Reducing Energy Costs with ISO 50001

David Goodfellow, UK Business Assurance Manager at TÜV SÜD, a global product testing and certification organisation.

With the increasing cost of energy, organisations must objectively evaluate their energy consumption to maintain or reduce costs and lessen the negative impact on the environment. A revised edition of the ISO 50001 standard was released in 2018, and as of 20 August 2021 ISO 50001:2011 certificates will no longer be valid. The ISO 50001 energy management system (EnMS) provides every type and size of organisation with a systematic approach to:

  • Develop a policy for more efficient use of energy.
  • Fix targets and objectives to meet the policy.
  • Identify, measure, monitor and analyse the key characteristics of operations affecting energy performance.
  • Facilitate data-based analysis and decisions about energy use.
  • Measure the results.
  • Review how well the policy works.
  • Continually improve energy performance and energy management system

The ISO 50001:2018’s requirements are described in clauses 4 – 10.

Clause 4 – Context of the organisation

ISO 50001 requires that internal and external issues are considered as part of the organisation’s energy planning process. This includes understanding the relevant needs and expectations of those impacted by the organisation. The organisation must also ensure that it has access to and considers relevant legal and other requirements related to its energy efficiency, use and consumption.

Clause 5 – Leadership

Senior management must ensure the formation of an energy management team, and that roles, responsibilities and authorities are assigned and communicated. They must also ensure that the EnMS’s requirements are integrated across business processes and that it is compatible with wider strategic direction.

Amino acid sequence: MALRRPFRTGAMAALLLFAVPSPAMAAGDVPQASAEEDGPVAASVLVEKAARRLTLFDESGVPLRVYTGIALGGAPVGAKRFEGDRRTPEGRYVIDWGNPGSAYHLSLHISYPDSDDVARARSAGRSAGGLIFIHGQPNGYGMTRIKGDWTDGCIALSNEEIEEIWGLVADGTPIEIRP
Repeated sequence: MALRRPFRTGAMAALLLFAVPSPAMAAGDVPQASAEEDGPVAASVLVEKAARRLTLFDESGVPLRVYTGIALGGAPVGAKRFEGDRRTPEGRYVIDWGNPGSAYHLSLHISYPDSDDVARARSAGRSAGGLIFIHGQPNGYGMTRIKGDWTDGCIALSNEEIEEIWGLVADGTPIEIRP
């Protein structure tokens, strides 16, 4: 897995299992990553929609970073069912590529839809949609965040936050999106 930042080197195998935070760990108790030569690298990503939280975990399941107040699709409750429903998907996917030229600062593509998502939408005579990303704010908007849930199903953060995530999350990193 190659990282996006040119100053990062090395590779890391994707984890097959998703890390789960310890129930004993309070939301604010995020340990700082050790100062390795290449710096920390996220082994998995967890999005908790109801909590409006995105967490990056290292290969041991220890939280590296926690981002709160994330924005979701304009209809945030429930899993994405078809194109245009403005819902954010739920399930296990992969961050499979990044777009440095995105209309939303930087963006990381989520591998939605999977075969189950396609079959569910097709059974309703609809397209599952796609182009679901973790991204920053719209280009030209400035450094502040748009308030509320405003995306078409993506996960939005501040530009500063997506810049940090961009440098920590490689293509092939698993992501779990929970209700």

Clause 6 – Planning

The energy planning and review process will help to identify the activities and processes that impact energy performance, and how this can be continually improved. Opportunities and risks must be identified, with the plan covering how they will be addressed, as well as their integration and implementation within the EnMS, and how effectiveness can be evaluated. This should include the establishment of objectives and energy targets, as well as conducting an energy review which must be updated regularly and in response to any major changes.

The organisation must also determine the energy performance indicators (EnPIs) that measure energy performance, so that improvements can be monitored. Data should include relevant variables for significant energy uses (SEUs); energy consumption related to SEUs and the organisation; operational criteria related to SEUs; static factors; and data specified in action plans.

Clause 7 – Support

The appropriate resources must be available to establish, implement, maintain and continually improve energy performance and the EnMS. The EnMS must also be actioned by competent people. There is a requirement to retain evidence of workers’ competence, while ensuring appropriate education and training, as well as awareness raising about energy performance issues. There must also be a process for communicating information relevant to the EnMS, both internally and externally, as well as documented evidence of these practices.

Clause 8 – Operation